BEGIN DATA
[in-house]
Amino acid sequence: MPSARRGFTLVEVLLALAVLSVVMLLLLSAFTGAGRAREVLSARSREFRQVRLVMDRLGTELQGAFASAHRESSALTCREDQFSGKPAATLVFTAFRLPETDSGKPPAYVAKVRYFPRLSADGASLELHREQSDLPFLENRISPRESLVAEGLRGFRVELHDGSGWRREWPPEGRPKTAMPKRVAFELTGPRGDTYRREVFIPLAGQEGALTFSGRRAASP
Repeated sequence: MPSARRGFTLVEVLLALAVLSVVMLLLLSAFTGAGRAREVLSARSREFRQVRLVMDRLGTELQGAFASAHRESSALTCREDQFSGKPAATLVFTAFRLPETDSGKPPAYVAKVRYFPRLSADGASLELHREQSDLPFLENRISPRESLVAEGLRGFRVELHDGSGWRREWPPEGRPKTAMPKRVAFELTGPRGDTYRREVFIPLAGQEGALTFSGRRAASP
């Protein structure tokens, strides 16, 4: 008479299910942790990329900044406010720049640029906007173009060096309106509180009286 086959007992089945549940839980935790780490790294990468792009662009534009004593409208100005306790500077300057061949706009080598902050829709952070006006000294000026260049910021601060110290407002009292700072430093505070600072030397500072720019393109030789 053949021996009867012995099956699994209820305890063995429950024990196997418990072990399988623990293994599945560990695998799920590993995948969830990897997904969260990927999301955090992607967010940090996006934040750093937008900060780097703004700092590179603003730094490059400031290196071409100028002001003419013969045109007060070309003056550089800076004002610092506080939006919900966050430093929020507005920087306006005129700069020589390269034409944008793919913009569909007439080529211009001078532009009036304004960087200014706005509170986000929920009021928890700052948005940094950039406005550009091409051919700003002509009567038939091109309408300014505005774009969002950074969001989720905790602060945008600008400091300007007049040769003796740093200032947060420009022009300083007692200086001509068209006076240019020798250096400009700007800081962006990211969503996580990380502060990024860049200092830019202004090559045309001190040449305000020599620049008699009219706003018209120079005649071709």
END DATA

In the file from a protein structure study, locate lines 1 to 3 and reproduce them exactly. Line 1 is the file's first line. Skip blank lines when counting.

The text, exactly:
[in-house]
Amino acid sequence: MPSARRGFTLVEVLLALAVLSVVMLLLLSAFTGAGRAREVLSARSREFRQVRLVMDRLGTELQGAFASAHRESSALTCREDQFSGKPAATLVFTAFRLPETDSGKPPAYVAKVRYFPRLSADGASLELHREQSDLPFLENRISPRESLVAEGLRGFRVELHDGSGWRREWPPEGRPKTAMPKRVAFELTGPRGDTYRREVFIPLAGQEGALTFSGRRAASP
Repeated sequence: MPSARRGFTLVEVLLALAVLSVVMLLLLSAFTGAGRAREVLSARSREFRQVRLVMDRLGTELQGAFASAHRESSALTCREDQFSGKPAATLVFTAFRLPETDSGKPPAYVAKVRYFPRLSADGASLELHREQSDLPFLENRISPRESLVAEGLRGFRVELHDGSGWRREWPPEGRPKTAMPKRVAFELTGPRGDTYRREVFIPLAGQEGALTFSGRRAASP